One of the biggest breakthroughs in psychology and leadership theories over the past decade has been in the area of strengths.

Strengths can be defined as a “pre-existing capacity for a particular way of behaving, thinking or feeling that is authentic and energising to the user, and enables optimal functioning, development and performance” (Linley, 2008).

To put it simply, strengths are those things that come naturally to us and we enjoy doing. Skills and talents on the other hand, need to be learned and developed.

Because our strengths often feel ordinary, many of us take them for granted and can’t always list what they are. It also tends to be human nature for our friends, family, managers and co-workers to focus on our weaknesses and where we can improve rather than emphasising our strengths. Yet there is much more evidence to prove that pouring time into building your existing strengths helps you fulfil your potential and increase your levels of wellbeing.

These days, it’s easy to work out your strengths (if you need a hand) by taking an online assessment like the VIA’s Survey of Character Strengths or the CliftonStrengths assessment. You can also ask for feedback from others. Once you know your strengths, the next step is to use them as much as possible so they become a daily habit and you can experience some of the many benefits identified through extensive research including:

  • Be happier, more confident and resilient
  • Have higher levels of self-esteem, energy and vitality
  • Experience less stress
  • Be more likely to achieve goals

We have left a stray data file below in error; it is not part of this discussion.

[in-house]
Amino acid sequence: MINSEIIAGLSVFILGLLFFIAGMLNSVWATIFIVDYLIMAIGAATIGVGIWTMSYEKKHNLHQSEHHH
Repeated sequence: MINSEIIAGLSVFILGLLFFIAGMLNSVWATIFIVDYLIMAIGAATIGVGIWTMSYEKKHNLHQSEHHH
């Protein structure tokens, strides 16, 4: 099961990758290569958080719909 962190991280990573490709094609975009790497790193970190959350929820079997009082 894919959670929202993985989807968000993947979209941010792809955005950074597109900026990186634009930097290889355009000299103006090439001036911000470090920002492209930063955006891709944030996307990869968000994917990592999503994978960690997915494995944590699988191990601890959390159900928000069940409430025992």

• Be more engaged at work and perform better
  • Be more effective at developing and growing.

A strengths-based approach to leading and developing is sweeping across both companies and schools in Australia as opposed to the traditional deficit-based approach, which focuses on someone’s weaknesses. The aim is to not fix what is wrong with people but rather look at what is right with them. Maximum productivity and failure prevention can also be gained by concentrating on someone’s strengths and managing their weaknesses.

Since adopting a strengths-based approach when leading or coaching myself, I have found that when someone understands their strengths they become more self-aware and know when to put them to use and when to dial them down. They uncover what they are good at and what they enjoy, and because of this they are motivated to undertake tasks or find roles that encompass both. They are aware of their weaknesses and how to manage any gaps they may have. They also have the ability to use their strengths to overcome any challenges they may face.

So what are your strengths? And how do you put them to use?